Dublin's Stephen Cluxton. Ben Brady/INPHO

Dublin's standard-bearer: No one but Cluxton could have pulled off a return like this

The Dublin number one is back in Dessie Farrell’s squad.

WITH ALL THE WhatsApp messages and Voicenotes doing the rounds last week pertaining to matters Donegal and Armagh, the return of Stephen Cluxton to Dublin colours slipped submarine-like under the surface.

After the last couple of years when various snippets escaped the Dublin bubble, there was no suspicion among the wider populace. There had been some Chinese whispers around the time of James McCarthy’s wedding that Cluxton was sweet on a return, but nothing concrete.

For Seamus McCormack, the long-serving media manager, this was his All-Ireland final to end all. He must be exceptionally pleased today.

What does this say for the journey that Dublin – a town where the lights were kept on by the power of rumour for decades – have been on in terms of enforcing omerta?

It says that they are healthy. Yes, there are very few players outside of Stephen Cluxton, and those around him that have had to get used to his ways, that could have pulled it off. But his bearing must have also scared the bejaysus out of others on the panel that might have let a loose word slip.

A ‘distraction’ was the first high-profile opinion we heard, from Lee Keegan on Sunday night’s Allianz League Sunday programme. As a man just off a county panel, you have to respect that he didn’t get the pom-poms out and cheer it to the rafters.

All the same. It’s a bit like being offered to go to Ibiza with Shaun Ryder and Bez. You know it could end horribly but you aren’t inclined to pass up the opportunity.

At 41 years of age, should Cluxton see county action for Dublin this year, he edges Waterford’s Tony Browne for title of oldest player in GAA Championship modern times. Browne was 40 years old when he appeared as a substitute against Kilkenny in the summer of 2013.

Before that, Christy Ring was 42 when he last sported the blood and bandages for Cork. The lower reaches always throws up the definitive outliers on these fronts though, and few could match Tommy McLoughlin, who played his last match in goal for Leitrim hurlers in the Lory Meagher semi-final in 2012 at the age of 47.

Keegan may feel it is a distraction among the Dublin team. Perhaps. Cluxton is no people pleaser and might add a little tension to the panel. And maybe that’s what Dessie Farrell is after, with Dublin in danger of slipping into a comfort zone.

Since he last appeared in sky blue, Cluxton has been playing his football outfield for Parnells, who have fallen off the radar in the capital as they drop down the divisions.

Soccer with Elm Mount, and a bit of badminton has kept those cheekbones prominent and calves defined.

Apart from the obvious upside of what he brings Dublin while they have Evan Comerford out for the year – he brings standards.

Look at the others chasing Sam Maguire and how they managed a gradual process of transition, rather than too many retirements at once. There’s no secret that Tyrone are only ‘recovering’ now from the 2021 All-Ireland and the final satisfaction and subsequent retirements that brought.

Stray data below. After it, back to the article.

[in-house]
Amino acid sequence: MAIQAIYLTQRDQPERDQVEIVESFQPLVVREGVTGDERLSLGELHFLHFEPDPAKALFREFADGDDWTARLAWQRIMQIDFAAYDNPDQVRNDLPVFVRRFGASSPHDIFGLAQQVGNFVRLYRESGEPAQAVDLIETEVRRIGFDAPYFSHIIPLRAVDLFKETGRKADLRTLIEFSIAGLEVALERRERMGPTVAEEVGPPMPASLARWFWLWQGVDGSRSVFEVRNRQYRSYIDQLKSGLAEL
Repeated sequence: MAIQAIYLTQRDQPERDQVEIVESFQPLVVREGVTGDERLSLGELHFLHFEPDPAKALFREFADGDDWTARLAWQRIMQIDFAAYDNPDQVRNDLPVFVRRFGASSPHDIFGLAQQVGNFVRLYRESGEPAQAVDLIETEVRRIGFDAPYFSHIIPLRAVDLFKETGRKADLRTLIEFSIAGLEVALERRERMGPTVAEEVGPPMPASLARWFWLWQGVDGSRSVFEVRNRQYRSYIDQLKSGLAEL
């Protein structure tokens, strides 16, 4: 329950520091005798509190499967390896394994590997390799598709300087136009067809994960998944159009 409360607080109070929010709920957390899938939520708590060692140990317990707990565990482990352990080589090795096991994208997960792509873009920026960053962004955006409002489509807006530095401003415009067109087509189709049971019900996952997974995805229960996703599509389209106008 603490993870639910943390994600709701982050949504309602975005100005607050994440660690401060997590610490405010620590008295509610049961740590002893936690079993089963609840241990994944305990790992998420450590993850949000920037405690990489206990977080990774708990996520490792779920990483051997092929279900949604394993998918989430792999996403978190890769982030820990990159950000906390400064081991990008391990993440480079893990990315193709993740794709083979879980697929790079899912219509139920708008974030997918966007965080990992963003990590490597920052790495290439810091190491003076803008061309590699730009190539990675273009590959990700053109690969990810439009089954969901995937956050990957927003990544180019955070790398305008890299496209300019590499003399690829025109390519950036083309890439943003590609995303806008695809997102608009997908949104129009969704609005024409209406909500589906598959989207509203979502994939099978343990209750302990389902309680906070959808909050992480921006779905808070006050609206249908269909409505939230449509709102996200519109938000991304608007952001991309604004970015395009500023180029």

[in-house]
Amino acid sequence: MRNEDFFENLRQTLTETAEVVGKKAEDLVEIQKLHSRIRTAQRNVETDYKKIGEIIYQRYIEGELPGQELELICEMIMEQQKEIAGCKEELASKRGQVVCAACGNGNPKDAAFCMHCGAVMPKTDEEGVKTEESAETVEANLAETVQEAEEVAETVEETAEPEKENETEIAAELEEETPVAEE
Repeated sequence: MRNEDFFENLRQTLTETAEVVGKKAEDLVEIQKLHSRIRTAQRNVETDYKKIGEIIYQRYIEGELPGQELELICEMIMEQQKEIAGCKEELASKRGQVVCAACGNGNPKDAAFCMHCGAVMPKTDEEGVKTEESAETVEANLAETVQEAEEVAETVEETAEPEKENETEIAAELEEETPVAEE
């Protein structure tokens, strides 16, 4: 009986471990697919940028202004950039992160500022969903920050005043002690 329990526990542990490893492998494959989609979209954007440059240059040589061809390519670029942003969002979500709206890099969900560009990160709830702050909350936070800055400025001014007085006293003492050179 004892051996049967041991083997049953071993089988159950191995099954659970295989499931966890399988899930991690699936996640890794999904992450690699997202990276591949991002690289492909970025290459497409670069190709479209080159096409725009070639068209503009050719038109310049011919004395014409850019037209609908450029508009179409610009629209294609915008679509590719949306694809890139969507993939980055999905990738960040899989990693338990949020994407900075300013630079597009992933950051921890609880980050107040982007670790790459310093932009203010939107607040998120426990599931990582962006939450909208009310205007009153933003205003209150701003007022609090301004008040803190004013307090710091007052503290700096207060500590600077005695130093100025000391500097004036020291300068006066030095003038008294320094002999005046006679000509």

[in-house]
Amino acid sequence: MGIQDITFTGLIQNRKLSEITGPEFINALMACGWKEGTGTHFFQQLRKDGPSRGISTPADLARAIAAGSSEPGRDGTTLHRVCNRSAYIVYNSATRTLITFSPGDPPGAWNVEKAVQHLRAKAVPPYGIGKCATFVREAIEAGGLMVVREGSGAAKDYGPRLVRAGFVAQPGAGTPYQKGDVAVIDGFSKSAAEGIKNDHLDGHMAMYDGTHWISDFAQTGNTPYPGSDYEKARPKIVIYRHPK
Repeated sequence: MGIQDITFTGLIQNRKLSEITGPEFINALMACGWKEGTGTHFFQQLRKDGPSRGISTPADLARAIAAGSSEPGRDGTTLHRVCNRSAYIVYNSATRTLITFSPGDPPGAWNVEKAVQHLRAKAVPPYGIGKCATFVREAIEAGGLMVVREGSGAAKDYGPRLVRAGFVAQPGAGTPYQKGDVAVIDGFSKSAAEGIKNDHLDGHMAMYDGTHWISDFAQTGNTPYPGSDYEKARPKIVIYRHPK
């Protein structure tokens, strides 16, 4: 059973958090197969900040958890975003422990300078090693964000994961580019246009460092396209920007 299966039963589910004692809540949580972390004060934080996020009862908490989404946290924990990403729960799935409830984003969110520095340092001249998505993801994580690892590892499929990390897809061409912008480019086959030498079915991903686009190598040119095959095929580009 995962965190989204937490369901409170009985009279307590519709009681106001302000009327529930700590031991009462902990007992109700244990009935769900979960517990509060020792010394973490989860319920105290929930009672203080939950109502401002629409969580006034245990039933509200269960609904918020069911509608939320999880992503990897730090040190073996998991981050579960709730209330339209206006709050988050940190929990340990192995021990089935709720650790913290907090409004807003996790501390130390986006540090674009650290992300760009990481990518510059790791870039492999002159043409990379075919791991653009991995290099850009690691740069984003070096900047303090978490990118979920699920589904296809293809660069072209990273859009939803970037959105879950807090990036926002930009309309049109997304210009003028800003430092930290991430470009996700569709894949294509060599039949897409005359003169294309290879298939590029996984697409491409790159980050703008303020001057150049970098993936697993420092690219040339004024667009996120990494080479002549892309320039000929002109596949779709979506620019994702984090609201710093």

Despite going his career without saying anything that would reveal something of himself, the deepest insight we got into his mind and processes came through John Leonard, the former Dublin sub goalkeeper, Cluxton’s understudy with whom he formed an unlikely alliance.

Leonard later went on to write his autobiography; ‘Dub Sub Confidential,’ that you suspect Cluxton may not have been entirely appreciative of, and the not-so confidential nature of it.

As his understudy, Leonard was living a chaotic life with drink and drugs. Once he took out a pair of boots caked in muck from the previous session and felt he had let himself badly down when he copped Cluxton’s discreet reaction.

In trying to gain ground, Leonard pushed his training starting time back a bit. And another bit. And a bit more. Before long, he was turning up to training two hours before the session was due to commence. But he never beat Cluxton through the door.

‘His pre-warm-up consisted of hitting twenty balls over from the 14-yard line. He then moved out ten yards and repeated the process from the left and the right. Then he moved out to the 45. There was no hidden secret, no enigma. He simply practised excellent technique over and over and over,’ Leonard wrote.

‘…The bog-standard GAA kicking tees were either training cones which had been cut with a scissors, or the funky-looking yellow or green hedgehog-style ones. Neither of those quite suited Clucko, so he had his very own kicking tee created by the dentist who moulded the gumshields for our squad.’

Asking a dentist to make a kicking tee is the best way to sum Stephen Cluxton up. A distraction? Hardly.

Get instant updates on the Allianz Football and Hurling Leagues on The42 app. Brought to you by Allianz Insurance, proud sponsors of the Allianz Leagues for over 30 years.

Your Voice
Readers Comments
This is YOUR comments community. Stay civil, stay constructive, stay on topic. Please familiarise yourself with our comments policy here before taking part.
Leave a Comment
    Submit a report
    Please help us understand how this comment violates our community guidelines.
    Thank you for the feedback
    Your feedback has been sent to our team for review.

    Leave a commentcancel